“We’ve never had water come to our house,” De Smet said. “I don’t understand when they say they’ve done a feasibility study, but they’ve never soil sampled our land. We allowed them access, nobody ever came to touch the soil here.”

Some residents said they would accept the liability to stay, even if it flooded again. But according to town officials, that can’t happen.

“The province made a change last year — it’s called a one and done. It has to be for a one-in-100-year flood event. You’re allowed one claim up to $500,000 then a caveat gets placed on the title of the property and you or successive owners can never claim again,” Drohomerski said.

“It renders the property worthless so here’s an opportunity for us to help residents move to somewhere else.”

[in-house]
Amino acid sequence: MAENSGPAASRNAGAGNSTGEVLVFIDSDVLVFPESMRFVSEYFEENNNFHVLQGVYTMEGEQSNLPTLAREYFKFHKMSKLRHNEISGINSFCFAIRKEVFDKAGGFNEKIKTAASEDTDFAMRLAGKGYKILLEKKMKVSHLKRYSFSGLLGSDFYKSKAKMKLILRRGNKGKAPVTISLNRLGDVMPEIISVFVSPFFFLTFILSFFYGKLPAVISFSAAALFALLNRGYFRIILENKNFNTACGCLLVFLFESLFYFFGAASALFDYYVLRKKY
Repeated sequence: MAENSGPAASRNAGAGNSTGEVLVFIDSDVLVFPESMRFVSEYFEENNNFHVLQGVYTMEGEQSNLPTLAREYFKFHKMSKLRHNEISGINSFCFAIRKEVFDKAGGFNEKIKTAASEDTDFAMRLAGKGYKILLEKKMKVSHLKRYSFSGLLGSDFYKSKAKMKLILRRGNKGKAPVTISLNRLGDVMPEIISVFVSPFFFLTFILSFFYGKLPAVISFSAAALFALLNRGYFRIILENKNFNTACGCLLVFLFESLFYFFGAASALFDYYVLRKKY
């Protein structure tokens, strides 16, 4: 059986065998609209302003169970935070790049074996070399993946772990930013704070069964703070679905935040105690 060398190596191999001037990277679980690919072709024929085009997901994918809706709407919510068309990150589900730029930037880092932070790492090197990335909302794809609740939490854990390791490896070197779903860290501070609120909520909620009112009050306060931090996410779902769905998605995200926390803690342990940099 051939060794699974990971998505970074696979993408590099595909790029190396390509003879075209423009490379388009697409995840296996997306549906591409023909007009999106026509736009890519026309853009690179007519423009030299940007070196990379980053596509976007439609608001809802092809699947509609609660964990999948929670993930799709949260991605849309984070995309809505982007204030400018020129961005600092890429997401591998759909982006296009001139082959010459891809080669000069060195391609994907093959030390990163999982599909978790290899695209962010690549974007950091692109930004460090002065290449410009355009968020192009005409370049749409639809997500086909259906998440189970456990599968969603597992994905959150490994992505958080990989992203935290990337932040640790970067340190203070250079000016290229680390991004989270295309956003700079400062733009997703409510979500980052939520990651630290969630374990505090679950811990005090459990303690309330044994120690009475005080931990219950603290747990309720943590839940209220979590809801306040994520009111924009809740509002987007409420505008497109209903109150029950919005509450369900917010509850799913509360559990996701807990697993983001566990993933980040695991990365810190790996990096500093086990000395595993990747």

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Another layer of the resident’s frustration is that they said they feel bullied by the town officials.

One of their neighbours was charged by RCMP following allegations he made threats to the town’s CAO during the January meeting.

“John Carls is an 83-year-old gentleman. When we were told we are losing our homes, he lost his temper. We were all feeling that way,” Head said. “But my God, what is an 83-year-old man going to do? He’s now been charged and he has to go to court in February — he’s been fingerprinted.”

Head has launched a gofundme to help with potential legal costs.

The Drumheller Resiliency and Flood Mitigation Office issued a statement.

“At the Lehigh meeting, a death threat was made towards a member of the flood mitigation team. In addition to being very concerning and troubling, this type of behaviour is entirely unacceptable.”

Another meeting for Lehigh residents has been scheduled for Feb. 3. The mayor and council are expected to be there.